Jonathan Baker at Charles Stanley brokers in Leeds is steering clear: “Over-supply, economy slowing, wage costs up, people out of work and the price of steel at an all-time low.” He is unconvinced about its growth target. Exceptional performance over the long term has been achieved by First State Greater China Growth, capturing most of the upside of a rising market, says Heather Ferguson, investment analyst at broker Hargreaves Lansdown.
China offers several share classes. The ‘A’ form, quoted in renminbi in Shanghai and Shenzhen, is largely for domestic investors but can be sourced through a foreign institutional programme.
The other two forms are traded in HK dollars: ‘B’ is domestically listed but available to international savers and has liquidity issues whilst ‘H’ is listed in Hong Kong and available offshore.
Specialists like Old Mutual only now invest in ‘H’ but used to hold ‘B’ class. Diamond Lee, manager of its China Equity fund, says: “Concerns around China and the impact on the region are probably overstated. Valuation levels are at extreme lows at six times historic earnings, especially for property.”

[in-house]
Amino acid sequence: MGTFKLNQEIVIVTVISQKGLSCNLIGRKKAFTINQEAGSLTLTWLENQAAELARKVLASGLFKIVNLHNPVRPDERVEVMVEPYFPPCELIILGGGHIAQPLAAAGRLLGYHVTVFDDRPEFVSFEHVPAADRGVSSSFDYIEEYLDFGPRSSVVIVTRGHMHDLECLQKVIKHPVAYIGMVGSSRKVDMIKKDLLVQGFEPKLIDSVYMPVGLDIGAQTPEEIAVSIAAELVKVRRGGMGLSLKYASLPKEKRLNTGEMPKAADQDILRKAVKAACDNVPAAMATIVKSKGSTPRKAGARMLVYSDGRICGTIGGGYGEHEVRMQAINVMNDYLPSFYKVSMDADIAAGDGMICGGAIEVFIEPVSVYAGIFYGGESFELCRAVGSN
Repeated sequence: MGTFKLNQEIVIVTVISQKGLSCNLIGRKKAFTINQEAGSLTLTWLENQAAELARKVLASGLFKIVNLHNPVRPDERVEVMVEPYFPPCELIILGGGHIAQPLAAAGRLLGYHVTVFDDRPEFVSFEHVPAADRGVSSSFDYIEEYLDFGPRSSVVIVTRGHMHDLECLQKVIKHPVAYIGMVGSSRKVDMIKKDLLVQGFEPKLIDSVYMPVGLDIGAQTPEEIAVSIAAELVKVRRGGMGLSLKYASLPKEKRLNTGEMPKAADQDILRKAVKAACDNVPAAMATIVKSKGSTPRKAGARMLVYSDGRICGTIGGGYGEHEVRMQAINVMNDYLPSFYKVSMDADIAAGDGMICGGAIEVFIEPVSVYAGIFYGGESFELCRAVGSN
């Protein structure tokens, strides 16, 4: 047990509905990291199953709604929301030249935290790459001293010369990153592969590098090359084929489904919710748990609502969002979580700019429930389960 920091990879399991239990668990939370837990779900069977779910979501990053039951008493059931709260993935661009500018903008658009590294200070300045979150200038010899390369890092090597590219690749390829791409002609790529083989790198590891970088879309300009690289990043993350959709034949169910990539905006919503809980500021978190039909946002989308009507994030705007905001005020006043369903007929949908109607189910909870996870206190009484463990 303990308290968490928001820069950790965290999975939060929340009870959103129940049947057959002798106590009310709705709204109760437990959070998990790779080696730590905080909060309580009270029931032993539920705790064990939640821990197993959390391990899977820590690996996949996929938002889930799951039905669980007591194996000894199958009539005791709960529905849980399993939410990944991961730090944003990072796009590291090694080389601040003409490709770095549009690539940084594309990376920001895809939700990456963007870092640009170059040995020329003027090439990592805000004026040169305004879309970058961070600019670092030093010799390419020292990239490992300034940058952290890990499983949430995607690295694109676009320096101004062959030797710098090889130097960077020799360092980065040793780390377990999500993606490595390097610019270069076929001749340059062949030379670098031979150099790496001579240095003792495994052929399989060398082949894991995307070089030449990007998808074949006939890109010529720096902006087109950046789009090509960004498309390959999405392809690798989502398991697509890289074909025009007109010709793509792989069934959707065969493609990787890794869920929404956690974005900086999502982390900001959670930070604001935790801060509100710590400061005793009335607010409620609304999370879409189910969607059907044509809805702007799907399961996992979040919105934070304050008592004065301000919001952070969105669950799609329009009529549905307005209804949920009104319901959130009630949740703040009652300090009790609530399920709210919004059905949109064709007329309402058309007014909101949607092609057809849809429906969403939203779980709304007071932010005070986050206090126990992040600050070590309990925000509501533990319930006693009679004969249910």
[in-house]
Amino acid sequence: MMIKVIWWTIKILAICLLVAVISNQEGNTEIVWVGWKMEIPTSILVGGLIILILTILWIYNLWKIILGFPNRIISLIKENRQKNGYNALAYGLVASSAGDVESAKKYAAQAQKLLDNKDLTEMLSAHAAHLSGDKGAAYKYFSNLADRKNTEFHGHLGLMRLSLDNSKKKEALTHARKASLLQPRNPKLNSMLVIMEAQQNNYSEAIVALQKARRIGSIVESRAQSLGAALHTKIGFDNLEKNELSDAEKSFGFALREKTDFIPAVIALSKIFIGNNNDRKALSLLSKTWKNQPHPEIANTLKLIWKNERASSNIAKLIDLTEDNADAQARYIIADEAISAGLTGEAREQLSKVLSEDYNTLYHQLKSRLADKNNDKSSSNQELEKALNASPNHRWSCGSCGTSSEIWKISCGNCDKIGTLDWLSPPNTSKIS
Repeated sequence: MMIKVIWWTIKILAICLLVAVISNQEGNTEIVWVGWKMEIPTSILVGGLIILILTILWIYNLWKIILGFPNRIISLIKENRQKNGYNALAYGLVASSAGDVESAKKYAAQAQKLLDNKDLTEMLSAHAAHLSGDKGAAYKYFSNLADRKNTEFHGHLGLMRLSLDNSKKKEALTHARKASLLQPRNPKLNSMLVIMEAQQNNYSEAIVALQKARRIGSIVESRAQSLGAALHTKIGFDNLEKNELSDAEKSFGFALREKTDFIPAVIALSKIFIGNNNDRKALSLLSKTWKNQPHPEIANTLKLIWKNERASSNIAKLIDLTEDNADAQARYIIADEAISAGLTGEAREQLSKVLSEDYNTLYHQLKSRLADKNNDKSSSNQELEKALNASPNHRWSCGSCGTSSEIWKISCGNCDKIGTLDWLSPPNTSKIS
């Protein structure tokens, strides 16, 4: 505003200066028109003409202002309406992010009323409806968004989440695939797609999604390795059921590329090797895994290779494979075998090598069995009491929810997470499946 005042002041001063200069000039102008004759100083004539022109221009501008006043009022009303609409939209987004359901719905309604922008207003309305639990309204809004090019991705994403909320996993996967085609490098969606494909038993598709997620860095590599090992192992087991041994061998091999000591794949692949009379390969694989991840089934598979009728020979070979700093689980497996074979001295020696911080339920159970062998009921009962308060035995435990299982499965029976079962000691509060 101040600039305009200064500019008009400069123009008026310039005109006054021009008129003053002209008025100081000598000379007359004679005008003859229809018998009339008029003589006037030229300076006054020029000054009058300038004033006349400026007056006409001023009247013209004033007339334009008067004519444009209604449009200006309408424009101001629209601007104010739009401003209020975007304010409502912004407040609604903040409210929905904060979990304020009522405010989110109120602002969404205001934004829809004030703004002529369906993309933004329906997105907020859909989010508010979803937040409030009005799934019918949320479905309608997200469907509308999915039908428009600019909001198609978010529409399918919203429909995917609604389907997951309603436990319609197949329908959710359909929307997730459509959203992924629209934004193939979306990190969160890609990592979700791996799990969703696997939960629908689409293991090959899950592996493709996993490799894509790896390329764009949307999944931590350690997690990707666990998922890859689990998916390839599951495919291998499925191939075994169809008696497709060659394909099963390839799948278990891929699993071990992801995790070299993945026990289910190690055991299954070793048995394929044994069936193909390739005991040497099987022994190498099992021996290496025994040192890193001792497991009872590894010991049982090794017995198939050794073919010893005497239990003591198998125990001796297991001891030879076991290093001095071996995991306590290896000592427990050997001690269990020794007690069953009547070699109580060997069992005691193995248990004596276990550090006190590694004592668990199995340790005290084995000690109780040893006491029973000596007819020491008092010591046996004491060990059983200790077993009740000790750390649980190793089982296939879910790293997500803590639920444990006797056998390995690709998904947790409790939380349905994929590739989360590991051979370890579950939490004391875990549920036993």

Darius McDermott of discount brokers Chelsea Financial Services predicts the Chinese economy will slow further this year but guards against selling any holdings there now. His favoured equity funds are Invesco Perpetual Hong Kong & China and First State Greater China Growth.
Dale Nicholls, portfolio manager of Fidelity China Special Situations, which is up 75.3 per cent in three years, is finding some large cap businesses at reasonable prices among ‘A’ class shares. However, he is concerned about corporate balance sheets where debt has grown substantially and notably about banks where the full extent of their non-performing loans has not been recognised.